Wearable Sensor for Respiratory Rate Monitoring
Respiratory rate is an important vital sign used to monitor a person’s status and health progression. It is better than pulse measurements and blood pressure at discriminating between stable patients and at risk patients. Current contact-based technologies to measure respiratory rate are bulky and uncomfortable to wear, impacting their usefulness for long-term and continuous monitoring. They are also difficult to integrate with other technologies, making them impractical to use.
Researchers at Arizona state university have developed a wearable sensor for respiratory rate monitoring. This sensor is less intrusive than current state-of-the-art technologies, and is able to clearly detect different modes of breathing. With some additional miniaturization, it is anticipated that this sensor could be integrated with other sensors to produce a robust wearable health monitoring platform. A working prototype has been developed and subjected to physiological tests, and was able to detect different modes of breathing, including, no breathing, normal breathing and fast breathing.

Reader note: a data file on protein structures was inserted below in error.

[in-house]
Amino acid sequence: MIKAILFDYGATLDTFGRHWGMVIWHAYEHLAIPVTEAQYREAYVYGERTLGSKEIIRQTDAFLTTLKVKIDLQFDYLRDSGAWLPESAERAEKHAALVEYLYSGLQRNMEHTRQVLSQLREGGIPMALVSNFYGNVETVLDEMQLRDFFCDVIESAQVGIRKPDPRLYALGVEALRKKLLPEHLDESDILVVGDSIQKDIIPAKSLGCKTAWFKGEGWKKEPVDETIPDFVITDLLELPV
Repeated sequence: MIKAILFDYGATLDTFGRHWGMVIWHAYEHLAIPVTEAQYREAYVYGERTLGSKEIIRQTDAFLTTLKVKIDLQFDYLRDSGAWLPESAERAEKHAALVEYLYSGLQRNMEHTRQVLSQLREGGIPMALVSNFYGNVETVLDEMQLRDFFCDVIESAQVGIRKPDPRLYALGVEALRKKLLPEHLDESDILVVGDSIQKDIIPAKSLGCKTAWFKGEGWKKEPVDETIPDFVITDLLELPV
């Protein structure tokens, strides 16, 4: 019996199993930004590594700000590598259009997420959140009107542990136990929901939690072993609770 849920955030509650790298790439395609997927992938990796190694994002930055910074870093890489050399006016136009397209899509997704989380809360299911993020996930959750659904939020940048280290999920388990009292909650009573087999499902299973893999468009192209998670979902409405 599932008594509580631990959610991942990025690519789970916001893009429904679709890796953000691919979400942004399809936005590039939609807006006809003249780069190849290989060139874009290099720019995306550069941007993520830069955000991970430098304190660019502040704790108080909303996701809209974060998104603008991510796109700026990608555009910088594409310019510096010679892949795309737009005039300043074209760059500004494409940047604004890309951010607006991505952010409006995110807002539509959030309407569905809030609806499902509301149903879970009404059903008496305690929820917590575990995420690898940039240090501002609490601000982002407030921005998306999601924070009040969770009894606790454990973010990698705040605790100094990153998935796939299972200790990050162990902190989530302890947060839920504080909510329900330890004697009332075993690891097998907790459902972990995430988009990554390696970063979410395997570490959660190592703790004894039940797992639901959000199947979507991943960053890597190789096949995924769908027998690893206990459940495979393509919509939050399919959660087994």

This respiratory rate monitor is small, comfortable and sensitive. And, with the possibility of further miniaturization, it could be part of a comprehensive wearable health monitoring platform.
• Respiratory rate sensor
o Health care diagnosis
o Healthcare monitoring
o Military – soldier health/performance monitoring
o Law enforcement – officer health/performance monitoring
o Sports - athlete health/performance monitoring
o Infant monitoring
• Animal and livestock cultivation
Benefits and Advantages
• Reduced form factor – less intrusive than current devices
• Comfortable to wear for continuous monitoring
• Easily integrated with other technologies to produce a robust wearable health monitoring device
• Effective – achieves similar or better reliability and accuracy of readings compared to the state of the art
• Can clearly detect different modes of breathing
For more information about the inventor(s) and their research, please see
Dr. La Belle’s laboratory webpage